Dallas Zoo offers reward for arrest in ‘unusual’ vulture death, habitat vandalism

The zoo is offering $10,000 for information that leads to an arrest and indictment in the cases.

Dallas Zoo offers $10,000 reward for arrest in vulture death, habitat vandalism
Updated at 3:31 p.m. to include information from a Dallas Zoo news conference.

The Dallas Zoo is offering a $10,000 reward to anyone who provides information that leads to an arrest and indictment in a recent string of on-site incidents, including tears in animal enclosures and the “unusual death” of an endangered vulture.

Pin, one of four lappet-faced vultures at the zoo, was found dead in his enclosure over the weekend, which officials quickly deemed “suspicious.” At a news conference Monday, Dallas Zoo President and CEO Gregg Hudson said the zoo’s veterinary team conducted a necropsy, but declined to expand on the findings other than revealing the bird was found with “a wound.”

Zoo spokeswoman Kari Streiber previously said Pin’s death did “not appear to be from natural causes,” but couldn’t share any other details until police were able to investigate.

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The death comes just more than a week after an hourslong search for a missing clouded leopard, Nova, spurred a criminal investigation. She was found inside the zoo the same day. Police believe the cat’s enclosure was intentionally cut open, along with a habitat for langur monkeys. Police have not yet determined if the incidents are related.

On Monday, Dallas police spokeswoman Kristin Lowman said detectives have begun interviewing zoo staff members and gathering video surveillance, adding the U.S. Fish and Wildlife Service is now assisting in the investigation.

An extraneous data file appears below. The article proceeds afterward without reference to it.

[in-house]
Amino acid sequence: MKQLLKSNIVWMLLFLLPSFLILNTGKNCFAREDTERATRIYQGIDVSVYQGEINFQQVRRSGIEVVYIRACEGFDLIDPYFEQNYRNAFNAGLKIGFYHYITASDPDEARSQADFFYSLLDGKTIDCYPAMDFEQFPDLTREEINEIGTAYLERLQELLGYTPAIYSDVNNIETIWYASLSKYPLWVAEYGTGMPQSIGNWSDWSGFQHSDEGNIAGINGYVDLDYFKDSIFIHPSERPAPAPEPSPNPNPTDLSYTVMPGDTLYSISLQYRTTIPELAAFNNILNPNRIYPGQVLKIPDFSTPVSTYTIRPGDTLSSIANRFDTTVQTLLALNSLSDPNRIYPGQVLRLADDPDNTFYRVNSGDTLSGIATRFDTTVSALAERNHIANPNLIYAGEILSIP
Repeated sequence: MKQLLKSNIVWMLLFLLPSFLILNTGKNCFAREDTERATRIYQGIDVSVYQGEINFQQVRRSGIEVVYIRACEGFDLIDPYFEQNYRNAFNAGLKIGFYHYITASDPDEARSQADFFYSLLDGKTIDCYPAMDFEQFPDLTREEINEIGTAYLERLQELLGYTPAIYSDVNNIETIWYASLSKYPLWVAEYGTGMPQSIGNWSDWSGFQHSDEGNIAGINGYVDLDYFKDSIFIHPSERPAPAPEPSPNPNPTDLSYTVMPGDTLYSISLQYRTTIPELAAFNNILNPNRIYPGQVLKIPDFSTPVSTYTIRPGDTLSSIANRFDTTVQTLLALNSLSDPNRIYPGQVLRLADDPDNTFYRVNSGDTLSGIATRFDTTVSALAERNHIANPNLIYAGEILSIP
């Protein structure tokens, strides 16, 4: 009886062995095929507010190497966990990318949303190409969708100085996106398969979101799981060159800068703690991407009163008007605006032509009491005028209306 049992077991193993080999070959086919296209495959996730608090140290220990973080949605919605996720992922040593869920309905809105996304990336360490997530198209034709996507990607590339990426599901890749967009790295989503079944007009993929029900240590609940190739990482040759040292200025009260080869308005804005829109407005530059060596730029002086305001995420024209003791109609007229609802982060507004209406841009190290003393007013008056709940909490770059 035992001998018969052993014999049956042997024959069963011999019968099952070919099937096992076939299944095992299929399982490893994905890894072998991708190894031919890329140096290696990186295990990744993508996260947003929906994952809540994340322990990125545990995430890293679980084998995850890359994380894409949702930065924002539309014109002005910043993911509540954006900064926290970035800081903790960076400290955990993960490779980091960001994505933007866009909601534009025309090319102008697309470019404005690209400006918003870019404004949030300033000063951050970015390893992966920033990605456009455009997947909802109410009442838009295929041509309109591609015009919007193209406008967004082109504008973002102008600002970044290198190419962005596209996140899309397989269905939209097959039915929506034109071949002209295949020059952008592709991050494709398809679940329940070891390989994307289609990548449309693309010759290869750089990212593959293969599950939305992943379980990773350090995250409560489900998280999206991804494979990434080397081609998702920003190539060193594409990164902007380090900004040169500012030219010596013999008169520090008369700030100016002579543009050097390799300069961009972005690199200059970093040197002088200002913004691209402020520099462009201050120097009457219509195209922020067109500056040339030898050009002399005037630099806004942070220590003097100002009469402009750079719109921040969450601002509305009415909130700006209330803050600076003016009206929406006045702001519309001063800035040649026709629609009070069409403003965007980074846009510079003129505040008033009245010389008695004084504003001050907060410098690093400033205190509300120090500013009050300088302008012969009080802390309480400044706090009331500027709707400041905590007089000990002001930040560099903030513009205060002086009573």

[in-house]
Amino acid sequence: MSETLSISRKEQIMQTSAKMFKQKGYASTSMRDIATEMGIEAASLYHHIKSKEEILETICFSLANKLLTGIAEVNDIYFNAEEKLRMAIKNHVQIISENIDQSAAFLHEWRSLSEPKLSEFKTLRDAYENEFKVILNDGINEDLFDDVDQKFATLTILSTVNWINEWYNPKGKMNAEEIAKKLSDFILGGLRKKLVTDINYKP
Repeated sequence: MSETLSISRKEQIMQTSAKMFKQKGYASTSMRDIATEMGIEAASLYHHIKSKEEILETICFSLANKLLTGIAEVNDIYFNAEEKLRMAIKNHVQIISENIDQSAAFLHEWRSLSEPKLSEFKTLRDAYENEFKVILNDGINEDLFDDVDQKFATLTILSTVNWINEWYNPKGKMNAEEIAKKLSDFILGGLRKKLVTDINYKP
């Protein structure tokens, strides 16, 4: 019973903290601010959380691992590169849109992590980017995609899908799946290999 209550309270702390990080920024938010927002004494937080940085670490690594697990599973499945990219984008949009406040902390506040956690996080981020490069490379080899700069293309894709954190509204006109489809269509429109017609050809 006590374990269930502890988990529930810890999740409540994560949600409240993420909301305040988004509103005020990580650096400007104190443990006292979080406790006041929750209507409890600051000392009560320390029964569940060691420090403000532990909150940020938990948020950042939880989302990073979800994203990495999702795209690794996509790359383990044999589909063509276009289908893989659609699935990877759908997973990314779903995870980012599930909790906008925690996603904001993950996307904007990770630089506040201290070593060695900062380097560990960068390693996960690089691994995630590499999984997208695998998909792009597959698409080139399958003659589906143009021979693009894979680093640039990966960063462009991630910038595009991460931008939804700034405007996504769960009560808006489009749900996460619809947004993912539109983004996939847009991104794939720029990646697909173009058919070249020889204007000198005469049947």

Gregg Hudson, Dallas Zoo president and CEO, spoke during a press conference at the Dallas Zoo in Dallas on Monday, Jan. 23. Hudson announced a $10,000 reward for information that leads to an arrest and indictment in the cases regarding a vulture death and torn enclosures.(Elías Valverde II / Staff Photographer)

“It’s totally unprecedented and disturbing,” Hudson said, stating he has never seen “anything like this” in his decadeslong career working at zoos.

Hudson said before the incidents began, the zoo already had more than 100 cameras on-site monitoring the public, staff and animals. It has since increased camera coverage, including adding solar tower units from Dallas police and has more than doubled its overnight security and staff presence.

Where “it was feasible,” Hudson said, the zoo has also limited some animals’ ability to roam in the outdoor areas of their enclosures overnight.

“We’re going to continue to expand and implement whatever it takes for the safety and security [of] the animals, staff and the people who live near the zoo,” Hudson said.

Anyone with information about any of the cases is asked to call the Dallas Police Department’s animal cruelty unit at 214-670-7694.

What kind of bird was Pin?

Pin was at least 35 years old and had been at the zoo for 33 years. The other three vultures, two males and one female, remain at the zoo in the Wilds of Africa habitat.

Pin, an endangered vulture at the Dallas Zoo, was found dead over the weekend under suspicious circumstances. Police are investigating the death.(Dallas Zoo)

Pin had sired 11 offspring, which now live in zoos across the country, including in New Mexico, Georgia, Florida and Ohio. His first “grandchild” hatched in early 2020 and lives at the Maryland Zoo in Baltimore.

Lappet-faced vultures are considered endangered with a chance to move to critically endangered, according to the International Union for Conservation of Nature. There are likely only about 6,500 of the species left with 27 in U.S. zoos and 41 in Europe and the Middle East.

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